2. Workplace Environment
A common misconception about an employer brand (your reputation as an employer) is that it’s only reserved for potential and existing employees. Your employer brand is one of the many components which contributes to your overall reputation as a business. Even as customers, we admire and respect a company for how well it treats, develops and supports its people. Look at tech giants like Google and Salesforce, two of the strongest corporate reputations in the world today. Yes, they are both innovative in what they do but it’s just as much about how they are as an employer which warrants their formidable reputations.
I myself am home-based for family reasons and 6 Group couldn’t be more supportive of this. Genuine flexible working is built into our employee value proposition (EVP) and this is well-known amongst our respective stakeholder groups. We also make no secret of our approach to followership (here’s our MD, James Beazley, discussing it) and here’s our definition:
“It’s ingrained in our culture to be honest about what each of us individually excel at. When a new challenge presents itself, we follow those within the business who are best suited to take the lead – regardless of their ‘level’. It's an acknowledgement of competence and an empowerment of trust between us all.”
3. Vision & Leadership
Companies with great reputations have leaders who embody and completely personify the business. They’re a walking, talking representation of the company they run. I’ll give you an example, who are the two people who come to mind when you think of Microsoft or Virgin? Exactly! We become far more receptive when the leader of a business is communicating and, if they are the personification of their own company, then everything they say has huge influence over their company’s reputation.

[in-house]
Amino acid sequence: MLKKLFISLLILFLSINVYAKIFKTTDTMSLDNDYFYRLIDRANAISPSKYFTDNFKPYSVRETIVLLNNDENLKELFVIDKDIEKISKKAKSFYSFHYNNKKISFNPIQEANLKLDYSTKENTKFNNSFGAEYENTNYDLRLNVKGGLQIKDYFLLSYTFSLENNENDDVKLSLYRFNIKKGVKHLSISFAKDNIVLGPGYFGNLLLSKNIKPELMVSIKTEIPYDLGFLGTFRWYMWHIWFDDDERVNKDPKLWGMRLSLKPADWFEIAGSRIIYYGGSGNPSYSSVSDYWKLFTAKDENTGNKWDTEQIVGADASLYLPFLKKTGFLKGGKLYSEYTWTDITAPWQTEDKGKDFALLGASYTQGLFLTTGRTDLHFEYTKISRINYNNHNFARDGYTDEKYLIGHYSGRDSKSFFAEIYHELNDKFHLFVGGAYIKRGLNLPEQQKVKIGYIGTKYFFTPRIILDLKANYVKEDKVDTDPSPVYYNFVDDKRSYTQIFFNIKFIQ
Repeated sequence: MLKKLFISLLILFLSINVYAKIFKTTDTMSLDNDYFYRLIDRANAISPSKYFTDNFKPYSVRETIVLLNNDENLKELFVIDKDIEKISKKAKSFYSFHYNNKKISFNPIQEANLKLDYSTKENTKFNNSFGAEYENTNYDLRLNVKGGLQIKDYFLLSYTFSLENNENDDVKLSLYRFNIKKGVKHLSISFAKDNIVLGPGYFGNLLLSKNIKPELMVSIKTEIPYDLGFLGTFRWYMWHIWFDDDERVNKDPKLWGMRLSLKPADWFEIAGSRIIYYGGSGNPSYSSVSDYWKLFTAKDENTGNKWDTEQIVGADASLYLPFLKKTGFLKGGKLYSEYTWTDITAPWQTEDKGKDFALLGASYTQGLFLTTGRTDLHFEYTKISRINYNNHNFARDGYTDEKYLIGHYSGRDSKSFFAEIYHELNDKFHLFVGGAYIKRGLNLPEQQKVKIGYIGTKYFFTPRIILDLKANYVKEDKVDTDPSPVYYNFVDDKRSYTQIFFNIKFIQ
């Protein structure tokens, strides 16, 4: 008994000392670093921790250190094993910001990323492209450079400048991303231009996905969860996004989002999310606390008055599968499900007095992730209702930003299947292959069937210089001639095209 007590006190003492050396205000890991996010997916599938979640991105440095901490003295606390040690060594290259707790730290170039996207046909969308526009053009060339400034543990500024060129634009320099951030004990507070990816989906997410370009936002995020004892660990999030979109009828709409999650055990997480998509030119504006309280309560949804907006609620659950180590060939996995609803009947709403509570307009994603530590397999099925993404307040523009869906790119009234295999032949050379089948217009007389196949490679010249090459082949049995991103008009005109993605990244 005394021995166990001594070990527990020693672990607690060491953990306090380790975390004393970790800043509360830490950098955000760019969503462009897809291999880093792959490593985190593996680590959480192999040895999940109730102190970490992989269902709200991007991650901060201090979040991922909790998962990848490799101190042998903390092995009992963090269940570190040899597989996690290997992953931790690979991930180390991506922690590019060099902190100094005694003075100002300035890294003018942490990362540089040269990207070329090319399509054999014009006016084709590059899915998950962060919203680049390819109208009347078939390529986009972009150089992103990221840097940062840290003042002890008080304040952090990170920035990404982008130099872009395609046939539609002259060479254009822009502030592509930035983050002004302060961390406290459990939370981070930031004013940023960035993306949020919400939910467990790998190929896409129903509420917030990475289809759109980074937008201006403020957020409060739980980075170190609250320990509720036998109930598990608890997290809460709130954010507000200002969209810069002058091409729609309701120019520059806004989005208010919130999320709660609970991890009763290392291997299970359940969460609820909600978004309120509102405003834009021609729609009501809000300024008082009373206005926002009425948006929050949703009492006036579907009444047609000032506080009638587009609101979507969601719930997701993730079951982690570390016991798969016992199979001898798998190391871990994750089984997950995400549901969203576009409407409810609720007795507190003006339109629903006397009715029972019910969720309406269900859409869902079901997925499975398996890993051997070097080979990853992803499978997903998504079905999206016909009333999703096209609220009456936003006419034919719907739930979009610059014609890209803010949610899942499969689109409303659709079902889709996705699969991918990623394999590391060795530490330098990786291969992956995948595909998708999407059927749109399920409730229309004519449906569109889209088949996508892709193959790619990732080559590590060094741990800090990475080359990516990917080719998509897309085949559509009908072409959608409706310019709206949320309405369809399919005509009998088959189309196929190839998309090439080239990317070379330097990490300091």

Those at the helm of the business need to spend time creating a vision, mission and a set of values for them to represent. Although this is fairly common practice nowadays, I question whether companies develop them because they really believe this is what they represent, or do they do it because every other company does it? As the leader of your business, you need to genuinely understand and define the principles, beliefs and overall direction of where you want to take the company. This all then needs to be actively promoted to all key stakeholders and the leader of the business must represent and personify the vision, mission and values day in, day out.
Over time, your company will become synonymous with a unique identity and its reputation will grow as a result. At 6 Group, we’ve even embedded our two values, go beyond and partnering, and their six accompanying beliefs, into our assessments for all new internal hires and each month we reward existing employees who have demonstrated these values.
4. Financial Performance
On the face it, you may think that financial performance is the one component of a corporate reputation which concerns fewer stakeholder groups than the other dimensions, i.e. predominantly shareholders or investors. But if you take the viewpoint of other stakeholders, you begin to see its importance. Weak financial performance to a potential or existing employee could provoke a perception of instability and they could start looking elsewhere for their next role. To a client, it could raise concerns about the actual value of the product or service – “why’s no one else working with this company?”.